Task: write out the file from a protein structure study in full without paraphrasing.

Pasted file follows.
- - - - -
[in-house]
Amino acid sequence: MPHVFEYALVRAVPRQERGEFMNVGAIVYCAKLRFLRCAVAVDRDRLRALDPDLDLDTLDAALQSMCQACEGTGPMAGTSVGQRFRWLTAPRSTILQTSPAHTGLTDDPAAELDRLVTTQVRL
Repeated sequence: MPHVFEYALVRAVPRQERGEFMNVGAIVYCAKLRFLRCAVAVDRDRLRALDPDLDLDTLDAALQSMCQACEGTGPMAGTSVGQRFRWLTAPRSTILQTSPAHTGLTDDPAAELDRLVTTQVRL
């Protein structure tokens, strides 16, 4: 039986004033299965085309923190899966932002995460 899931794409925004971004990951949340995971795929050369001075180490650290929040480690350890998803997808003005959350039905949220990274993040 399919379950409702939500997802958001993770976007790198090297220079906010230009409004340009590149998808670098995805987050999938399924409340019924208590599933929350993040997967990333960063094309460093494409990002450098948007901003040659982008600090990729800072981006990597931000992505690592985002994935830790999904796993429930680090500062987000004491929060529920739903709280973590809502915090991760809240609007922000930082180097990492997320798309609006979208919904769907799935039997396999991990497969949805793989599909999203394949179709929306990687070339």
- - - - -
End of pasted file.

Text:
[in-house]
Amino acid sequence: MPHVFEYALVRAVPRQERGEFMNVGAIVYCAKLRFLRCAVAVDRDRLRALDPDLDLDTLDAALQSMCQACEGTGPMAGTSVGQRFRWLTAPRSTILQTSPAHTGLTDDPAAELDRLVTTQVRL
Repeated sequence: MPHVFEYALVRAVPRQERGEFMNVGAIVYCAKLRFLRCAVAVDRDRLRALDPDLDLDTLDAALQSMCQACEGTGPMAGTSVGQRFRWLTAPRSTILQTSPAHTGLTDDPAAELDRLVTTQVRL
């Protein structure tokens, strides 16, 4: 039986004033299965085309923190899966932002995460 899931794409925004971004990951949340995971795929050369001075180490650290929040480690350890998803997808003005959350039905949220990274993040 399919379950409702939500997802958001993770976007790198090297220079906010230009409004340009590149998808670098995805987050999938399924409340019924208590599933929350993040997967990333960063094309460093494409990002450098948007901003040659982008600090990729800072981006990597931000992505690592985002994935830790999904796993429930680090500062987000004491929060529920739903709280973590809502915090991760809240609007922000930082180097990492997320798309609006979208919904769907799935039997396999991990497969949805793989599909999203394949179709929306990687070339």